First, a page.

Papa Francisco

Among the people who are a bit disconcerted by the arrival of Pope Francis are the conspiracy-theorists.

Remember all the predictions? All that about Malachi and “Peter the Roman” and this next Pope being the last one ever? Oh, and the “Fatimists” with their assertion that Popes John Paul II and Benedict were both liars, in the grip of a secret Vatican conspiracy? There were some confident assertions that things were building up to a great climax – and then things worked out differently. Instead of something dramatic, we got the election of a mild and good man who takes the name Francis and speaks of love and mercy and care for the poor, and we realise that, after all, the next chapters will unfold as they always do, and the Church will carry on trying to do the will of God.

Doubtless things will bubble up again. Conspiracy-theorists are a bit lost while plenty is happening in the Church, so with a Papal inaugural Mass, and the flurry of news as various appointments are made and so on, they won’t have much to say. But when things settle down, they’ll be busy again – masonic plots and secrets hidden in cupboards, and Popes denounced as liars and so on…

Every Catholic journalist knows about the letter-writers we used to call the “green ink brigade” (some of them really did write in green ink, back in the 1960s and ’70s, when letters to newspapers were still sometimes handwritten). They asserted confident belief in certain conspiracies and plots. For quite a long while, one of these revolved around Paul VI – he was said to be imprisoned in a dungeon, while a lookalike was taking his place in the Vatican – <em>and you could tell by examining pictures of his ears…</em>

Pope Francis has asked us all to pray for him. We must do so, as the pressures facing a Pope in 2013 are gigantic. But no greater and no more terrible than those facing a Pope in, for example, 1914 or 1940…or those facing Blessed John Paul in the years of Communism (and he nearly died at an assassin’s hand). It is a tough job to walk in the footsteps of St Peter. Our first Pope, faithfully following the Lord he loved, gave his life in martyrdom. Down the centuries since then, we have had good Popes and (a few) bad ones, but each has upheld the authentic doctrine of the Church and it has been passed on faithfully to us. In recent years we have had some truly great and holy Popes –the 20th century was notable for its Papal saints, some already beatified.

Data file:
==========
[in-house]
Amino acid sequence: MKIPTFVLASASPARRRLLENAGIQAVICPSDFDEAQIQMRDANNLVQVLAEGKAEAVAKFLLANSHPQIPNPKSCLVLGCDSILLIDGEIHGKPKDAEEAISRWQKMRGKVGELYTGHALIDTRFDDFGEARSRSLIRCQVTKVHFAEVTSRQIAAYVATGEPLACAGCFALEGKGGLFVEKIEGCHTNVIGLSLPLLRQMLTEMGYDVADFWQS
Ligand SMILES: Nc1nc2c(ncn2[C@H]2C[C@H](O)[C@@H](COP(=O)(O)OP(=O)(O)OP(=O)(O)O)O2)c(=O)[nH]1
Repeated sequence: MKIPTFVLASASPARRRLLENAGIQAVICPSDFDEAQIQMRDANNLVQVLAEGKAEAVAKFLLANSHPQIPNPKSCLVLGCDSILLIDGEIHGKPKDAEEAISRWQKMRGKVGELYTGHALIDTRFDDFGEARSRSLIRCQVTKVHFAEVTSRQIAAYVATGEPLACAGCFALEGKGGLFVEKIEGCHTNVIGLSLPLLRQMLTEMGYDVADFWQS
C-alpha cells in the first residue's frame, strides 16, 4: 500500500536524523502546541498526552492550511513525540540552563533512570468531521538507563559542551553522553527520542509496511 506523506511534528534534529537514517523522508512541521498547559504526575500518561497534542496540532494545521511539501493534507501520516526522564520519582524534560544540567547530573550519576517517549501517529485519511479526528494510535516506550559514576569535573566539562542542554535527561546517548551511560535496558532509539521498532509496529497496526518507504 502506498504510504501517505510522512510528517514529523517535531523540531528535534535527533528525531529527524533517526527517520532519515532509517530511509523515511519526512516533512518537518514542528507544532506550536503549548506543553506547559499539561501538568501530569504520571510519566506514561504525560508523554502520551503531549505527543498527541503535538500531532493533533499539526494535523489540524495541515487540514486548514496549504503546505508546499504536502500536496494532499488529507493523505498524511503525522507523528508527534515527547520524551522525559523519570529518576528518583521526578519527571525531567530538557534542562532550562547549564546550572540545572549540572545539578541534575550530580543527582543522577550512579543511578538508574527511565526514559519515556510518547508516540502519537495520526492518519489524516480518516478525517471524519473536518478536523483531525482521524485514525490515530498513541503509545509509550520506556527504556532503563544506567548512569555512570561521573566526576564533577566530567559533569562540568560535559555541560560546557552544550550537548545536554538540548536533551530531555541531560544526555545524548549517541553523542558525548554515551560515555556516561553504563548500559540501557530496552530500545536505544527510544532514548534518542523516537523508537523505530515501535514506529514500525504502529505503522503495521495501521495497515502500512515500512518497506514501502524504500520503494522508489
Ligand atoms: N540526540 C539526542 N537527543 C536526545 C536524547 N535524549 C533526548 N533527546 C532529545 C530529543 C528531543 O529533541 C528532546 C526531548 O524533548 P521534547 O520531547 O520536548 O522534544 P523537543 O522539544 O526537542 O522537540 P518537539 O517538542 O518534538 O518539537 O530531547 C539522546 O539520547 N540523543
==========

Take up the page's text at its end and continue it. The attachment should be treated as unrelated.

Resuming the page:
But reality does not seem to deter those – including alas those who consider themselves devout souls – who believe that the Church is best served by announcing that Everything is Dreadful . Today, the internet makes it easy for campaigns to be organised, and also for conspiracy-theorists to spend hours swapping ideas and thoughts with one another. A computer can become a thief of time, stealing hours that could have been spent in some cheerful activity, or at a pleasant family meal, or in works of charity, a gathering of good friends, or prayer.

When Pope Francis was elected, I was in Poland: we were at a Mass in Krakow, praying for the Cardinals gathered in the Conclave. The priest announced that white smoke had been seen emerging from the chimney in Rome – but no name had been announced as yet. As we spilled out into Krakow’s main square, we consulted mobile phones and awaited the news. Later, we watched on television as Papa Francisco came out on to the balcony. How moving it was to see him asking for prayers, and to hear the great silence fall across the vast crowd as thousands bent their heads and folded their hands. God bless our new Pope. God grant him many years. He has our love and full support.

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